‘I Dream of Jeannie’: Why Barbara Eden Said Larry Hagman Was Like ‘A Very Talented, Troubled Child’

Barbara Eden and Larry Hagman on the set of 'I Dream of Jeannie'
Barbara Eden and Larry Hagman on the set of ‘I Dream of Jeannie’ | NBCU Photo Bank/NBCUniversal via Getty Images via Getty Images

Barbara Eden and Larry Hagman, the stars of the 1960s comedy hit I Dream of Jeannie, were great friends especially after the series ended.

During the show’s run, however, due to various circumstances surrounding especially Hagman, working with her cast mate was difficult for Eden.

She described in her 2011 memoir, Jeannie Out of the Bottle, how exactly the actor who played Major Anthony Nelson could make the show a trying experience.

Hagman’s emotions were volatile during filming

In her memoir, Eden observed that the crew and cast of the show were at the mercy of Hagman’s emotions from one day to another. It was difficult, according to the actor, to know which Larry Hagman was going to show up on the set.

The actor described one such incident in which a guest director was making the cast’s filming almost impossible, stopping and starting scenes to the point that nothing was actually being completed. Finally, during a stop in filming Eden hid herself away to have a good cry – and saw a vulnerable side to Hagman.

“During a short break in the filming, I run off the set and hide behind a piece of scenery, far removed from all the action,” she wrote.

Sobbing, Eden stated that Hagman was “the one to finally find me in my hiding place. He puts his arms arouund me gently and says, ‘Don’t cry, Barbara. That’s my act!'”

The Jeannie star was moved by Hagman’s admission and openness with her, “touched that Larry is being so kind to me, and surprised that he is being so honest about his on-set emotional breakdowns, which sometimes actually did culminate in him crying in front of all of us.”

How the ‘I Dream of Jeannie’ crew dealt with Hagman’s behavior

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The show’s crew was as patient as they could be with Hagman, until they weren’t. From time to time, according to Eden, they would resort to practical jokes to let off some steam.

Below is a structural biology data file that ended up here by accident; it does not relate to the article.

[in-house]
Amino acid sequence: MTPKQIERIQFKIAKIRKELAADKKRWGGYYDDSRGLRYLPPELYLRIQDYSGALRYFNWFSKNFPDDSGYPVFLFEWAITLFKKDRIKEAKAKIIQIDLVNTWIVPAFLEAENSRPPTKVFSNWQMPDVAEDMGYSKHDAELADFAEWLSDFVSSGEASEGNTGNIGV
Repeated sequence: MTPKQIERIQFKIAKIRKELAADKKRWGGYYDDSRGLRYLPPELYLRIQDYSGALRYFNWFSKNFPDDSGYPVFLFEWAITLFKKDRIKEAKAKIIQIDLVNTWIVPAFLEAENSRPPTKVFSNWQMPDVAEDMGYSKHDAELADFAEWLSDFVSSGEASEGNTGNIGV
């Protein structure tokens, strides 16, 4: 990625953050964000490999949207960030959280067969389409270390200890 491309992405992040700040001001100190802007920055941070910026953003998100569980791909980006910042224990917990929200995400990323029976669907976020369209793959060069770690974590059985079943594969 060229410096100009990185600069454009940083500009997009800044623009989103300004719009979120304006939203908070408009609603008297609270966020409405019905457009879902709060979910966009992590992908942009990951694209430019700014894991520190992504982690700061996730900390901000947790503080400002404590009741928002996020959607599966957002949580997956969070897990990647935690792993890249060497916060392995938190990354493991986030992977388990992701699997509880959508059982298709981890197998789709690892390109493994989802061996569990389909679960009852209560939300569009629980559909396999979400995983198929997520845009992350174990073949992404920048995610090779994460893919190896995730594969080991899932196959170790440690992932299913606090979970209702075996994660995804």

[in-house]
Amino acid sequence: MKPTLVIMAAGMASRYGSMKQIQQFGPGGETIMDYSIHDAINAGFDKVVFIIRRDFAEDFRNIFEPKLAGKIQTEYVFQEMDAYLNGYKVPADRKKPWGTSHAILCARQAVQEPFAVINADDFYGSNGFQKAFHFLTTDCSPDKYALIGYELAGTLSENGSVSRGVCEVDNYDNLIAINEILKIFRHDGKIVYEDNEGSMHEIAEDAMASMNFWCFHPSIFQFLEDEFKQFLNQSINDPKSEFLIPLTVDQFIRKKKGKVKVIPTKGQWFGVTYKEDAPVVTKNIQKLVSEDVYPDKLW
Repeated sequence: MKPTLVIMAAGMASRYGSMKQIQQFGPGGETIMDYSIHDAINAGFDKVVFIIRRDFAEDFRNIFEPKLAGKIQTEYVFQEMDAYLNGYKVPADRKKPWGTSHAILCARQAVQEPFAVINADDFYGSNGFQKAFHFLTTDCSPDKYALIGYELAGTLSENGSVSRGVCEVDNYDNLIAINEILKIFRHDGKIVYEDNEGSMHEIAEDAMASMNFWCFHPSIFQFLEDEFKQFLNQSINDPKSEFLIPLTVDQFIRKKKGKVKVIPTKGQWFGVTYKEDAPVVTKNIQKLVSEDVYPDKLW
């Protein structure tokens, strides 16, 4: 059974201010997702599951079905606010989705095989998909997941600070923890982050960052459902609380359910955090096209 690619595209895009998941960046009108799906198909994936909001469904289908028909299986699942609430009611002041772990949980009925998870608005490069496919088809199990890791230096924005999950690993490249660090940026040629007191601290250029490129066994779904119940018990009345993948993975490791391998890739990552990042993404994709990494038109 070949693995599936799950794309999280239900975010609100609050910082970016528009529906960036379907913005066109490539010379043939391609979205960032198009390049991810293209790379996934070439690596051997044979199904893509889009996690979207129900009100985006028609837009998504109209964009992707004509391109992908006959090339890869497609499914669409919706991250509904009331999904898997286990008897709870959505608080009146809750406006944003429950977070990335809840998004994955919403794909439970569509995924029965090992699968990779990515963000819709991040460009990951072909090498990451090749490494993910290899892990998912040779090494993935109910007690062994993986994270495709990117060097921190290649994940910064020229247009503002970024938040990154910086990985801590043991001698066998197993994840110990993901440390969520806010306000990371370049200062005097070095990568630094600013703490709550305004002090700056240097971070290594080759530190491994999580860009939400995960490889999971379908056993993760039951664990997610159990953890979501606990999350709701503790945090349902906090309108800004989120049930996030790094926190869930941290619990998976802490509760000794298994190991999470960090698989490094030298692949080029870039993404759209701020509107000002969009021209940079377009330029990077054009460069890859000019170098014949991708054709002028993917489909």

“Once when Larry demanded a cup of tea,” Eden wrote, “the crew, exasperated by his high-handedness and demands that a scene be reshot because he didn’t like that particular segment of the script, put salt in his tea instead of sugar.”

Hagman “spat the tea out in disgust,” and the crew got a good laugh and “probably would have applauded if they could have, they so enjoyed humiliating poor Larry.”

The show star behaved like a child, Eden said

Hagman, the son of Broadway star Mary Martin, was behaving in a way that wasn’t contributing productively to the comedy series. He was just getting a bad reputation.

In addition to simply complaining about scripts, Eden wrote, her co-star also resorted to attention-grabbing behavior throughout the set to make a point.

“In his memoirs, Larry claimed not to be able to remember the I Dream of Jeannie years, but I find that difficult to believe, given the high-octane quality of his explosive on-set shenanigans,” Eden wrote.

“On one unforgettable occasion, when Larry didn’t like a particular script, his answer was to throw up all over the set. Nerves? Method acting? I didn’t stick around long enough to find out, but took refuge in the sanctuary of my dressing room instead.

“In many ways, Larry was like a very talented, troubled child whose tantrums sometimes got the better of his self-control.”